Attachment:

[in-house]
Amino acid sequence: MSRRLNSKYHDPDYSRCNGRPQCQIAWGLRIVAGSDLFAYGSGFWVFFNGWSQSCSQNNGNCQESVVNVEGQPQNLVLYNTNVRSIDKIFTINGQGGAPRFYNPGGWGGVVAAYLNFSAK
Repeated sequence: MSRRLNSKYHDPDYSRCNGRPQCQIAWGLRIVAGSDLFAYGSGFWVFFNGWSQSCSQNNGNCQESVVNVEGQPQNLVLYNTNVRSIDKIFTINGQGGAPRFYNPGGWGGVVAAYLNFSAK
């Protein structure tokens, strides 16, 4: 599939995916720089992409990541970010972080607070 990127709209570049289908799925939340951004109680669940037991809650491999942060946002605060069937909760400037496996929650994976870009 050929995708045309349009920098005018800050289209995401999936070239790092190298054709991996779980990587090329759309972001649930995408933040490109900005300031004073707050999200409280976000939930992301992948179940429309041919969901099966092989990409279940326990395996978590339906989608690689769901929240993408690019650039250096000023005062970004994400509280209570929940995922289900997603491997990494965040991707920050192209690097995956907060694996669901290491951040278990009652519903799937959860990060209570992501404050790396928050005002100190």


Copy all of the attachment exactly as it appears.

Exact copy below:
[in-house]
Amino acid sequence: MSRRLNSKYHDPDYSRCNGRPQCQIAWGLRIVAGSDLFAYGSGFWVFFNGWSQSCSQNNGNCQESVVNVEGQPQNLVLYNTNVRSIDKIFTINGQGGAPRFYNPGGWGGVVAAYLNFSAK
Repeated sequence: MSRRLNSKYHDPDYSRCNGRPQCQIAWGLRIVAGSDLFAYGSGFWVFFNGWSQSCSQNNGNCQESVVNVEGQPQNLVLYNTNVRSIDKIFTINGQGGAPRFYNPGGWGGVVAAYLNFSAK
């Protein structure tokens, strides 16, 4: 599939995916720089992409990541970010972080607070 990127709209570049289908799925939340951004109680669940037991809650491999942060946002605060069937909760400037496996929650994976870009 050929995708045309349009920098005018800050289209995401999936070239790092190298054709991996779980990587090329759309972001649930995408933040490109900005300031004073707050999200409280976000939930992301992948179940429309041919969901099966092989990409279940326990395996978590339906989608690689769901929240993408690019650039250096000023005062970004994400509280209570929940995922289900997603491997990494965040991707920050192209690097995956907060694996669901290491951040278990009652519903799937959860990060209570992501404050790396928050005002100190």